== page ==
Keselowski noted that he's only racing Johnson, not history. He's right, but Johnson's success at Phoenix is undeniable. That's why Johnson's victory at Texas was critical and why Keselowski raced him the way he did, leading Johnson to say afterward "the gloves are off."
This late in the Chase, there's little time for pleasantries when racing, especially as Keselowski tried to overcome a late miscue that changed the race's complexion. Problems started for Keselowski when slid too deep into his pit stall on his next-to-last pit stop 59 laps from the finish while leading. With an empty pit stall behind him, Keselowski could stop a few feet shy of the front of the box and make it easier to exit around Danica Patrick's car in the pit stall ahead of him. Instead, Keselowski locked his brakes entering his pit stall and slid in the box. His crew pushed his car back so he could get by Patrick, costing him eight spots.
"That was my fault, man," Keselowski said on the radio to his team. "I don't know why but this thing just don't stop without locking the front [brakes]. I see the box. It just won't stop."
Keselowski made it to fourth when the caution flag waved 24 laps from the finish. The team changed only two tires, giving Keselowski the lead -- if he had changed four tires, as everyone else did, he likely wouldn't have been first or second so he could be on the front row for the double-file restart. With track position a key factor, the team gambled on being up front and holding off the field, namely Johnson.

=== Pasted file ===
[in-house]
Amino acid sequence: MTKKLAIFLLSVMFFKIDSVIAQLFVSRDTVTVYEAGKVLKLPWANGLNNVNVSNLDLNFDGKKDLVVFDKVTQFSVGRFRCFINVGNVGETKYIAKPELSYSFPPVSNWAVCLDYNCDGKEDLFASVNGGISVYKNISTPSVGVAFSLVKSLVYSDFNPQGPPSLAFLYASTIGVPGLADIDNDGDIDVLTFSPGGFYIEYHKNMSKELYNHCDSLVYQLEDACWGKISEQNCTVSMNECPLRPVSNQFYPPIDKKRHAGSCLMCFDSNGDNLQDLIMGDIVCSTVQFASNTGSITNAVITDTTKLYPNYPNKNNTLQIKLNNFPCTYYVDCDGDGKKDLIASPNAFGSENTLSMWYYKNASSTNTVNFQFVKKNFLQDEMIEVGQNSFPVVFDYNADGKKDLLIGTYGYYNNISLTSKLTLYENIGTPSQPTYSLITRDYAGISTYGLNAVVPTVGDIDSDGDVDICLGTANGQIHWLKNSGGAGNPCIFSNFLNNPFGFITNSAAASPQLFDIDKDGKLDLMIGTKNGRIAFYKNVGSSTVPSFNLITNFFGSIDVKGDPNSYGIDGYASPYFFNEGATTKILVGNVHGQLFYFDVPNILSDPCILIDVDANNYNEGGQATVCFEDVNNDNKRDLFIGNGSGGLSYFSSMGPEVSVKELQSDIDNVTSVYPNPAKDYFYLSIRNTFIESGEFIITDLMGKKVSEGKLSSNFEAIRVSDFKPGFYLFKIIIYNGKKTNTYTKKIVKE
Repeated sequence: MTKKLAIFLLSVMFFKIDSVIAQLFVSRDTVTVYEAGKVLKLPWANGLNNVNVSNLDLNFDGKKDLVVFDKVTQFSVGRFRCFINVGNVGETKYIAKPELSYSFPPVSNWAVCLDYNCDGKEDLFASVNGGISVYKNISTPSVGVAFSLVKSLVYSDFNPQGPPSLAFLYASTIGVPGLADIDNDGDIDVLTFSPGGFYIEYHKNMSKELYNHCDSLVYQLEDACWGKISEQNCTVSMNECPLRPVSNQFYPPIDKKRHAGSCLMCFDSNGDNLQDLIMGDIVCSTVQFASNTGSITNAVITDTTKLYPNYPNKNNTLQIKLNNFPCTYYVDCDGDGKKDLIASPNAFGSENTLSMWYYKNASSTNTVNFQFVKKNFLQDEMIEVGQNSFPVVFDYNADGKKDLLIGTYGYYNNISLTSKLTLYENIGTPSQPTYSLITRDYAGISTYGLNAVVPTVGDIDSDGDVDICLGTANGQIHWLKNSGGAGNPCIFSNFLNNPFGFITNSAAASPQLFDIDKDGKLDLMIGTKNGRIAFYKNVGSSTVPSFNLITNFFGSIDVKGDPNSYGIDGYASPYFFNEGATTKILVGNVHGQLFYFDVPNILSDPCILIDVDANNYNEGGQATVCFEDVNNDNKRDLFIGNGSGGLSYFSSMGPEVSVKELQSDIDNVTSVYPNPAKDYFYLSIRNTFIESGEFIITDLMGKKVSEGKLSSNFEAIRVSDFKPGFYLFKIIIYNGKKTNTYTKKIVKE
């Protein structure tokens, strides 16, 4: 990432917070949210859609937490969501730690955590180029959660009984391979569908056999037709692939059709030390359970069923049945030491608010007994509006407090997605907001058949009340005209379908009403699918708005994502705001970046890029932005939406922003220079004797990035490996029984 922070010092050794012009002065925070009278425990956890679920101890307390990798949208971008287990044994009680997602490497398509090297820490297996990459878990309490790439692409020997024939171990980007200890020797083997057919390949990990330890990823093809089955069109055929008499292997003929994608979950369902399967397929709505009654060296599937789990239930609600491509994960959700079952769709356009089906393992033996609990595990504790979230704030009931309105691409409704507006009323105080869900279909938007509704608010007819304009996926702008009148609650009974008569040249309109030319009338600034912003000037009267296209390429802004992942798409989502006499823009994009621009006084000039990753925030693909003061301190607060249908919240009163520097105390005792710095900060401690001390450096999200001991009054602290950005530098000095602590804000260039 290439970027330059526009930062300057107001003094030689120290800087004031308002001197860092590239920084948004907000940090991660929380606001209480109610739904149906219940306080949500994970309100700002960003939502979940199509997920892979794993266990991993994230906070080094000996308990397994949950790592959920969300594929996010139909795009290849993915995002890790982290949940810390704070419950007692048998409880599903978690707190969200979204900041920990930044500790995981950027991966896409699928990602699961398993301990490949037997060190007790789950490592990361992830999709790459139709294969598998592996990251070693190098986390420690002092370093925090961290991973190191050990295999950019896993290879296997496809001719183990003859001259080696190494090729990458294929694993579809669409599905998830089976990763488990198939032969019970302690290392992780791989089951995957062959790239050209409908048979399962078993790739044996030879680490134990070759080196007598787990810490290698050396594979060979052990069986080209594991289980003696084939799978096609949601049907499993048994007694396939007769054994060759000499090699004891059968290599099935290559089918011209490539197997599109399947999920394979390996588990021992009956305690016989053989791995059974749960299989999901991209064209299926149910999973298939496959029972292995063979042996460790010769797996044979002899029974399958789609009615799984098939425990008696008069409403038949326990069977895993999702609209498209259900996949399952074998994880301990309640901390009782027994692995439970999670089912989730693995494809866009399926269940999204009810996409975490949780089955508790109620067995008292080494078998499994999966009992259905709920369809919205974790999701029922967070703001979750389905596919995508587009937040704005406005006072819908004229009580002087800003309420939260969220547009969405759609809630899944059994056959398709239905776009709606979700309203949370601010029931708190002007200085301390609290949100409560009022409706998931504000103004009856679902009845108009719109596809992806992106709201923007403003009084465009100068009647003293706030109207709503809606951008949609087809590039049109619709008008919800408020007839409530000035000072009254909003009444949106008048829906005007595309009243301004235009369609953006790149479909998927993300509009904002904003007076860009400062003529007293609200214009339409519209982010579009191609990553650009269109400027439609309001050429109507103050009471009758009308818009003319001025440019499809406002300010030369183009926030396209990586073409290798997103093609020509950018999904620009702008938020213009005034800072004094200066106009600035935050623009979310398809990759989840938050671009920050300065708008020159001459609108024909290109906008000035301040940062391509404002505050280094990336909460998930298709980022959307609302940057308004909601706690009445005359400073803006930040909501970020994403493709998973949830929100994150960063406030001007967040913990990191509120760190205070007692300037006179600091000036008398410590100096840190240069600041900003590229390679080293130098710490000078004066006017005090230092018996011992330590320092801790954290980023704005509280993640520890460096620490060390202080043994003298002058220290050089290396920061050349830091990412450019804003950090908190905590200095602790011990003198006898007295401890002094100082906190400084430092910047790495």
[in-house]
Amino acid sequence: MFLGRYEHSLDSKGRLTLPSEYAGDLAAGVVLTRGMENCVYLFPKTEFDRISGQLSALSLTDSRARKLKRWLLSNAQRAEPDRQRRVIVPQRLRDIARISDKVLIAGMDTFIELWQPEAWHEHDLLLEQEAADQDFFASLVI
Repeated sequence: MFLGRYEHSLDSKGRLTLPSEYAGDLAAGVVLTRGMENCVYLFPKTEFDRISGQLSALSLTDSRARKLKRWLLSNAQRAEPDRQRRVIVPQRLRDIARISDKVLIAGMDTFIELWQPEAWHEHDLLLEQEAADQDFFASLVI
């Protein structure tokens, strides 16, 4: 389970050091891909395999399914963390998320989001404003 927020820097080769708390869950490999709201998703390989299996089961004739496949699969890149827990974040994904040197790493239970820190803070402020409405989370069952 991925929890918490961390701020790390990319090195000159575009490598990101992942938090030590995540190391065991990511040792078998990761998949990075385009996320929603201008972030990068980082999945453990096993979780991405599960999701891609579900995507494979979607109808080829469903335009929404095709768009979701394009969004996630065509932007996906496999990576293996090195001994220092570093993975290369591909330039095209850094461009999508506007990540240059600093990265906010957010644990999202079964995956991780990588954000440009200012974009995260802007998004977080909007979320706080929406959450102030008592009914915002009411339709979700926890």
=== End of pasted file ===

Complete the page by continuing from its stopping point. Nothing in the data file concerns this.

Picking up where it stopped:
Keselowski withstood Johnson's charge on the restart and then had to do it a second time after another caution. Keselowski lost the lead for one lap as they hit running side-by-side down the frontstretch before he powered by Johnson in turn 1.
"We walked right up to that line," Johnson said referring to potential calamity, "got right to the edge, and then it stopped."
Was it dirty racing?
"I raced hard, and I'm sure someone would say dirty," Keselowski said after his runner-up finish. "Hell, anytime you run close to certain guys you're racing them dirty according to some people. But I raced hard, and we both came back around, so there's something to be said for that."
After another late caution bunched the field, Keselowski could no longer hold off Johnson, whose car had fresher left-side tires, on the restart. If Keselowski couldn't win, the last thing he needed was for Johnson to do so and pull further ahead in the points.
The victory not only helped Johnson build his lead but also gave Johnson the tiebreaker, should the two finish tied in points after Homestead. While Tony Stewart won last year's championship against Carl Edwards on the tiebreaker of wins, Johnson and Keselowski would have to go further if neither won the remaining two races. Both have five wins. NASCAR then would look at who had the most second-place finishes. Johnson has five, Keselowski has three.
"Obviously, it's not going to come easy," Keselowski said of winning the championship. "But anything worth doing in life shouldn't come easy, and I appreciate the efforts of the people that I'm around to make it happen. I appreciate the fact that it's difficult, because it brings out the best in everybody."
That includes Johnson and his team. At Phoenix, their performance has been too much for others in five previous title races.